Studying other religions to become more welcoming

As the American religious landscape becomes more varied and complicated, interesting efforts are under way in perhaps unexpected places to make sure adherents of non-Christian religions are finding their place in our culture.

Religious-literacyOne of those places is the University of Nebraska, where an assistant professor is planning a 2020 course called "When the World's Religions Came to Lincoln," Lincoln, of course, being the university's home, as any Alex Gordon fan knows.

As the Lincoln Journal Star story to which I've linked you reports, under Max Mueller, an assistant professor of classics and religious studies, students "will research the needs and traditions of various faith communities in Lincoln and apply the knowledge to propose a common worship space on campus."

This may lead to adherents of non-Christian religions on campus feeling more welcome, which would be a good thing, but it also almost certainly will lead to the Christian students who take the class learning more about their own faith tradition. That's what almost always happens in interfaith study and dialogue.

For instance, many of the students who are part of the Kansas City Interfaith Youth Alliance (I serve on the KCIYA board) have told me that the experience of being around people from faith traditions other than their own required them to know more about their own tradition so they could explain it better to others. In the end, that has led to a deepening of their own commitment rather than a desire to convert to some other religion.

All of this improves religious literacy, which can reduce ignorance, which leads to fear, bigotry and even violence. And what would be wrong with that?

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Fifteen states have extended or repealed statutes of limitations on sexual abuse charges, meaning, as this AP report says, that the Catholic Church is facing another huge round of lawsuits. This "the deluge of suits," the story says, "could surpass anything the nation's clergy sexual abuse crisis has seen before, with potentially more than 5,000 new cases and payouts topping $4 billion." Too bad bishops weren't imagining this when some of them were covering up abuse by priests.

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P.S.: My latest Flatland column -- about the ethical use of artificial intelligence in health care -- now is online here.

'Thoughts and prayers' but no dough?

It's now become a derisive cliche to say, in response to some major natural disaster affecting lots of people (hurricanes, tornadoes, wildfires and the like), that you will offer your "thoughts and prayers."

T-fThey are cheap and easy words to say, even if you really do keep such victims in your thoughts and really do offer sincere prayers for their well-being.

Well, they are cheap and easy at least compared with making a direct financial contribution to help or sending yourself as a volunteer into the disaster zone.

And it turns out that new research from the University of Wyoming shows that people who offer prayers for disaster victims are less likely to offer financial help, as this press release from the school reports.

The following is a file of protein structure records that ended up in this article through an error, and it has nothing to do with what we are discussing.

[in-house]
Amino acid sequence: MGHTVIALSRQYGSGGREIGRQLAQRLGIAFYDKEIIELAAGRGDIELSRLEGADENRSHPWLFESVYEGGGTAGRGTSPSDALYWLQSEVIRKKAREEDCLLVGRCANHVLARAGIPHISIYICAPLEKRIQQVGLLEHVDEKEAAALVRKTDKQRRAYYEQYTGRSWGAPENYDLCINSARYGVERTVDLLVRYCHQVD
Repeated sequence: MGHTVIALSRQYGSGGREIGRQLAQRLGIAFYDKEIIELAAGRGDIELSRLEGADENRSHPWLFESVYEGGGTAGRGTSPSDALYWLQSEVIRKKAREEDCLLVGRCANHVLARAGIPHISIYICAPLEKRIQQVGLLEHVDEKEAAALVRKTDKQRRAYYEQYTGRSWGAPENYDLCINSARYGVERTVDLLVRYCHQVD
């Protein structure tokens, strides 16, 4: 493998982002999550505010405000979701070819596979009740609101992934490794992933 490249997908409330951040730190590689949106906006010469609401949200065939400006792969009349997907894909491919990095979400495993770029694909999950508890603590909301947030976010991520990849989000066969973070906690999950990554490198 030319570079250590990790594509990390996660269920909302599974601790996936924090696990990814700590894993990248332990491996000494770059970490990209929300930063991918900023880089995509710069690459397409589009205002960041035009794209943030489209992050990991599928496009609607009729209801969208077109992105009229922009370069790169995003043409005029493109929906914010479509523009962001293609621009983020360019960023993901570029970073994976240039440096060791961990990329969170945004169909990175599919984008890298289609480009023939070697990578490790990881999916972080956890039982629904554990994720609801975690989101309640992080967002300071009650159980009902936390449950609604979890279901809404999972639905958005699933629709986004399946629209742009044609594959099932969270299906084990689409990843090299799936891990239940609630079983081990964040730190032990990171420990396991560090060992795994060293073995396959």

“The results suggest that the act of praying is a substitute for material help -- in other words, prayers crowd out donations, at least in some contexts,” says Linda Thunstrom, an assistant professor in the department of economics of the school's College of Business.

You can read her full study report here.

This study says two things to me.

One is that in this time of endless news cycles, we tend to get overwhelmed by disasters. There are, of course, all the natural disasters, on which Thunstrom and her team focused. And in this era of climate change they seem to happen more often than they used to. But add to those disasters mass shootings, terrorism of various kinds and other human-made disasters and it's not surprising that all many of us can is say we'll keep the victims in our thoughts and prayers.

The other thing this study shows is how hard it is to live out religions that require their adherents to be loving and generous, which, of course, is all the world's major religions. Taken seriously, these religions are demanding, requiring of us submission and commitment to a life in accord with the religion's teachings. Serious prayer often is part of that, but almost all of us know times when we've responded to trouble simply by saying we'll pray for the person in trouble and then not doing it.

But if, as the study shows, simply offering "thoughts and prayers" cuts down on our willingness to give financial help, how about if we quit saying that so often? Maybe our silence would move us toward more action.

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Increasingly, artificial intelligence is affecting our lives, whether through such devices as Alexa or self-driving cars. But AI's use has only just begun, and as this Slate piece argues, it may well affect our lives of faith, too. Has anyone really given this much thought? If not, it's past time to do that.

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P.S.: My latest Flatland column -- about the ethical use of artificial intelligence in health care -- now is online here.

Should religions have the final word on time of death?

Here's a development in religion that sort of slipped by me in late October, but it's one I think is worth backing up to because of the end-of-life issues it raises.

Euthenasia wordleAs this Catholic News Service story reports it, "Representatives from the Catholic and Orthodox churches and the Muslim and Jewish faiths signed a joint declaration at the Vatican reaffirming each religion's clear opposition to euthanasia and physician-assisted suicide.